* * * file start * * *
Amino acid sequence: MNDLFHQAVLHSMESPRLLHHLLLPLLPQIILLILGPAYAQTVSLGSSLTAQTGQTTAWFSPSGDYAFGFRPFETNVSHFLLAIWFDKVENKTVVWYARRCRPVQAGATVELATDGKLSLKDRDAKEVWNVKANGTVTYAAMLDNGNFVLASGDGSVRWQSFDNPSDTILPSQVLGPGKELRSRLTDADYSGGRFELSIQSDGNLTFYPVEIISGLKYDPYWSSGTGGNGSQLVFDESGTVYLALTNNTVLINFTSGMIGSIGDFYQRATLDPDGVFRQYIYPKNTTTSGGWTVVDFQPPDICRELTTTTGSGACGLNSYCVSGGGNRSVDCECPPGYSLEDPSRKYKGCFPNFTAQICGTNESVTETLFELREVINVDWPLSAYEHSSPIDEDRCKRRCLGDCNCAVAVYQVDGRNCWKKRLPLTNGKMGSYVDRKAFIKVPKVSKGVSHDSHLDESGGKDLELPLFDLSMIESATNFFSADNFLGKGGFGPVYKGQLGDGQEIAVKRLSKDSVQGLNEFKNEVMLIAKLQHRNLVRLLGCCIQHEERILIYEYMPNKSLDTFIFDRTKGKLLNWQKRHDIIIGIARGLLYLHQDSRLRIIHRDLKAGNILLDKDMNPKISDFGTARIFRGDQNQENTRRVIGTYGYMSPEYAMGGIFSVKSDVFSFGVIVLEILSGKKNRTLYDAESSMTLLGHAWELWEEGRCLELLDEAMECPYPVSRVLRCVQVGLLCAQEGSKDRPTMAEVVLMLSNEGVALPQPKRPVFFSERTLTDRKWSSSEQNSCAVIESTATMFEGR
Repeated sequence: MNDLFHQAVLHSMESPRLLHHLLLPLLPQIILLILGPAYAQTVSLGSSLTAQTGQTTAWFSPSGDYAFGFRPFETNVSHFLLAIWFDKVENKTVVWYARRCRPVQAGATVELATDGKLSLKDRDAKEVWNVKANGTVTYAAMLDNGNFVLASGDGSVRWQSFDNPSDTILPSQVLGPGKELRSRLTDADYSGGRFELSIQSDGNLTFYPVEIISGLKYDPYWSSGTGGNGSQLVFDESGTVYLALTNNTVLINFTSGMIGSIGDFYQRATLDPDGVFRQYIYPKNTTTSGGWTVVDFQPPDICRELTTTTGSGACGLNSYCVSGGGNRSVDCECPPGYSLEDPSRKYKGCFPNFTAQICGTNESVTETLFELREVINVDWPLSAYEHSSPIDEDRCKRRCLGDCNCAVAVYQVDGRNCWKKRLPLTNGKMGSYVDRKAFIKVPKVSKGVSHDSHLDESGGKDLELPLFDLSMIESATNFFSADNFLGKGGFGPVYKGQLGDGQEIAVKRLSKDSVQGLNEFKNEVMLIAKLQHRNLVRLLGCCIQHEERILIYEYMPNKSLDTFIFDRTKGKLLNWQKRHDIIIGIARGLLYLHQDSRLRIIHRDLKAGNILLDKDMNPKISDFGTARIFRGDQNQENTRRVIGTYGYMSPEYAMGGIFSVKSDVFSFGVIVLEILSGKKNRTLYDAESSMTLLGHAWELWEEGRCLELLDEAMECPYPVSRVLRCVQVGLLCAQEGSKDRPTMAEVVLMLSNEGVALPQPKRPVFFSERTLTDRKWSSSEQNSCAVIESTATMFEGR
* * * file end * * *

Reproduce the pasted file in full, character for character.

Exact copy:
Amino acid sequence: MNDLFHQAVLHSMESPRLLHHLLLPLLPQIILLILGPAYAQTVSLGSSLTAQTGQTTAWFSPSGDYAFGFRPFETNVSHFLLAIWFDKVENKTVVWYARRCRPVQAGATVELATDGKLSLKDRDAKEVWNVKANGTVTYAAMLDNGNFVLASGDGSVRWQSFDNPSDTILPSQVLGPGKELRSRLTDADYSGGRFELSIQSDGNLTFYPVEIISGLKYDPYWSSGTGGNGSQLVFDESGTVYLALTNNTVLINFTSGMIGSIGDFYQRATLDPDGVFRQYIYPKNTTTSGGWTVVDFQPPDICRELTTTTGSGACGLNSYCVSGGGNRSVDCECPPGYSLEDPSRKYKGCFPNFTAQICGTNESVTETLFELREVINVDWPLSAYEHSSPIDEDRCKRRCLGDCNCAVAVYQVDGRNCWKKRLPLTNGKMGSYVDRKAFIKVPKVSKGVSHDSHLDESGGKDLELPLFDLSMIESATNFFSADNFLGKGGFGPVYKGQLGDGQEIAVKRLSKDSVQGLNEFKNEVMLIAKLQHRNLVRLLGCCIQHEERILIYEYMPNKSLDTFIFDRTKGKLLNWQKRHDIIIGIARGLLYLHQDSRLRIIHRDLKAGNILLDKDMNPKISDFGTARIFRGDQNQENTRRVIGTYGYMSPEYAMGGIFSVKSDVFSFGVIVLEILSGKKNRTLYDAESSMTLLGHAWELWEEGRCLELLDEAMECPYPVSRVLRCVQVGLLCAQEGSKDRPTMAEVVLMLSNEGVALPQPKRPVFFSERTLTDRKWSSSEQNSCAVIESTATMFEGR
Repeated sequence: MNDLFHQAVLHSMESPRLLHHLLLPLLPQIILLILGPAYAQTVSLGSSLTAQTGQTTAWFSPSGDYAFGFRPFETNVSHFLLAIWFDKVENKTVVWYARRCRPVQAGATVELATDGKLSLKDRDAKEVWNVKANGTVTYAAMLDNGNFVLASGDGSVRWQSFDNPSDTILPSQVLGPGKELRSRLTDADYSGGRFELSIQSDGNLTFYPVEIISGLKYDPYWSSGTGGNGSQLVFDESGTVYLALTNNTVLINFTSGMIGSIGDFYQRATLDPDGVFRQYIYPKNTTTSGGWTVVDFQPPDICRELTTTTGSGACGLNSYCVSGGGNRSVDCECPPGYSLEDPSRKYKGCFPNFTAQICGTNESVTETLFELREVINVDWPLSAYEHSSPIDEDRCKRRCLGDCNCAVAVYQVDGRNCWKKRLPLTNGKMGSYVDRKAFIKVPKVSKGVSHDSHLDESGGKDLELPLFDLSMIESATNFFSADNFLGKGGFGPVYKGQLGDGQEIAVKRLSKDSVQGLNEFKNEVMLIAKLQHRNLVRLLGCCIQHEERILIYEYMPNKSLDTFIFDRTKGKLLNWQKRHDIIIGIARGLLYLHQDSRLRIIHRDLKAGNILLDKDMNPKISDFGTARIFRGDQNQENTRRVIGTYGYMSPEYAMGGIFSVKSDVFSFGVIVLEILSGKKNRTLYDAESSMTLLGHAWELWEEGRCLELLDEAMECPYPVSRVLRCVQVGLLCAQEGSKDRPTMAEVVLMLSNEGVALPQPKRPVFFSERTLTDRKWSSSEQNSCAVIESTATMFEGR